Speckle fields contain many random dark and bright spots. In traditional speckle interference measurement technique, the information of the bright areas is fully utilized, and the speckle vortices that exit in the dark areas are often overlooked. The generation of speckle vortices by using phase-only liquid crystal spatial light modulator (LC-SLM) combined with the double Archimedes’ spiral micro-holes array is experimentally and theoretically studied. In the experiment, the gray image of double Archimedes’ spiral micro-holes array is displayed on the screen of LC-SLM, and the output optical field is captured by a CCD camera. The numerical simulations and experimental results show that speckle vortices can be generated by using this method.
A simple setup for 3-D deformation measurement is offered. In the scheme a novel Cube Beam-Splitter, called Non- Cube Beam-Splitter (NCBS), is used for 3-D phase-shift Electronic Speckle Pattern Interferometry (ESPI). By using the NCBS lights from a tested object and lights from a reference surface, the reference and the object light can be combined and then interfere each other on a CCD camera when a laser beam illuminate the test object and the reference surface simultaneously. When three laser beams illuminate the test object at different incident angles respectively before and after deformation, three interference fringe patterns are formed. Then three phase maps corresponding to three lasers can be calculated by using phase-shift, by which three displacement components are completed. The principle of the method is presented and proved by a typical three-point bending experiment. Experimental results are offered.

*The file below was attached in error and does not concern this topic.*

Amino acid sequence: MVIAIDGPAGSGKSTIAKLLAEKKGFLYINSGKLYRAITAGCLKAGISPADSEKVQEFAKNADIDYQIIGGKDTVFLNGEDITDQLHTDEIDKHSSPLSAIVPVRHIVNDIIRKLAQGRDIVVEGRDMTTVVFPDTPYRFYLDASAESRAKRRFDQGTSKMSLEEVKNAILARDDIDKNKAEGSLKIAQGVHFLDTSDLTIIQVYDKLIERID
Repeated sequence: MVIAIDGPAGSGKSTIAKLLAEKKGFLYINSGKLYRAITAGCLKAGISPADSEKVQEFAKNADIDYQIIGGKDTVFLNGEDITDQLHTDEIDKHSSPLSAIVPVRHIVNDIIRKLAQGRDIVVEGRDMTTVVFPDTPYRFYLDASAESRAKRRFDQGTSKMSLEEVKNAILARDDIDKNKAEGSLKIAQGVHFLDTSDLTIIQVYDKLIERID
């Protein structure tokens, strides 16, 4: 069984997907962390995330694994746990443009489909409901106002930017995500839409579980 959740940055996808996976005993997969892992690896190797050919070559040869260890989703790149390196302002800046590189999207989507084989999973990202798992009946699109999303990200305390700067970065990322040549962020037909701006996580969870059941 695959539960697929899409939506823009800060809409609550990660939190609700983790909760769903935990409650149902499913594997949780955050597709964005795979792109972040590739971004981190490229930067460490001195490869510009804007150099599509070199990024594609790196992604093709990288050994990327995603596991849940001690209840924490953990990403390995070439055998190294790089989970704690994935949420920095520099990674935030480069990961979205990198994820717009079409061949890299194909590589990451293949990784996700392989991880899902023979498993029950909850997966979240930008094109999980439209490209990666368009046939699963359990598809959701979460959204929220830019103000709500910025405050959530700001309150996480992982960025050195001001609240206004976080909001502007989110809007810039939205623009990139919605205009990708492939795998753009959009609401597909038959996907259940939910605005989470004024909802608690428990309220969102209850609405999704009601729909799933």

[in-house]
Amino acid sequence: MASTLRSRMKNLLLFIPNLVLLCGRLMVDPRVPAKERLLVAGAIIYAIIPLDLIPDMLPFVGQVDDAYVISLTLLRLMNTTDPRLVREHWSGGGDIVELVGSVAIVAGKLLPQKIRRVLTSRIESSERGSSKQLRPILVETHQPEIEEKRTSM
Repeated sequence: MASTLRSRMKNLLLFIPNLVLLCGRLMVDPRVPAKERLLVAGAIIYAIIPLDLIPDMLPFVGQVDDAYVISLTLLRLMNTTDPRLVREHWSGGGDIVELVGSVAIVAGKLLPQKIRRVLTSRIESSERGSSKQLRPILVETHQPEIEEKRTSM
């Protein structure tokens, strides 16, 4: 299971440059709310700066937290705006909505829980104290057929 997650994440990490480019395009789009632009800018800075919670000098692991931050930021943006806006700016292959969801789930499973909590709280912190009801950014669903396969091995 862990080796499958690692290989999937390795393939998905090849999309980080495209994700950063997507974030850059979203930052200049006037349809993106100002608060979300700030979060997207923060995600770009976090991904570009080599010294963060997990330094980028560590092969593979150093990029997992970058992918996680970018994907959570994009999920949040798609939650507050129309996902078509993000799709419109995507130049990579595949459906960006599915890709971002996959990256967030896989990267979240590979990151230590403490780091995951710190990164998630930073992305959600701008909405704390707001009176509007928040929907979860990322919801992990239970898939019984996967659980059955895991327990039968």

In ESPI experiment, object beam and reference beam are always planar light. The plane light can be replaced by vortex beam. Vortex beams can be generated by a reflective liquid crystal spatial light modulator (LC-SLM) which added in the optical path. The generated vortex beam can be used as object light or reference light in out-of-plane displacement measurement. The out-of-plane displacement is simulated and analyzed before and after the object deformation. By phase shifting method and unwrapping, the distribution of phase difference is obtained. The simulation results demonstrate the efficacy of the proposed method for the out-of-plane displacement measurements.
A method for three-dimensional (3-D) deformation measurement is presented by combining Digital Speckle Correlation Method (DSCM) with Electronic Speckle Pattern Interferometry (ESPI). The combination is completed based on a typical ESPI system, in which the reference light is controlled to turn on or shut down. The in-plane displacement components are obtained by using DSCM when the reference light is shut. A phase shifting ESPI is formed when the reference light is used, which can be used for the measurement of the out-plane displacement component. A typical three-point-bending experiment is completed. Experiment results show that the three displacement components can be obtained by the combination effectively.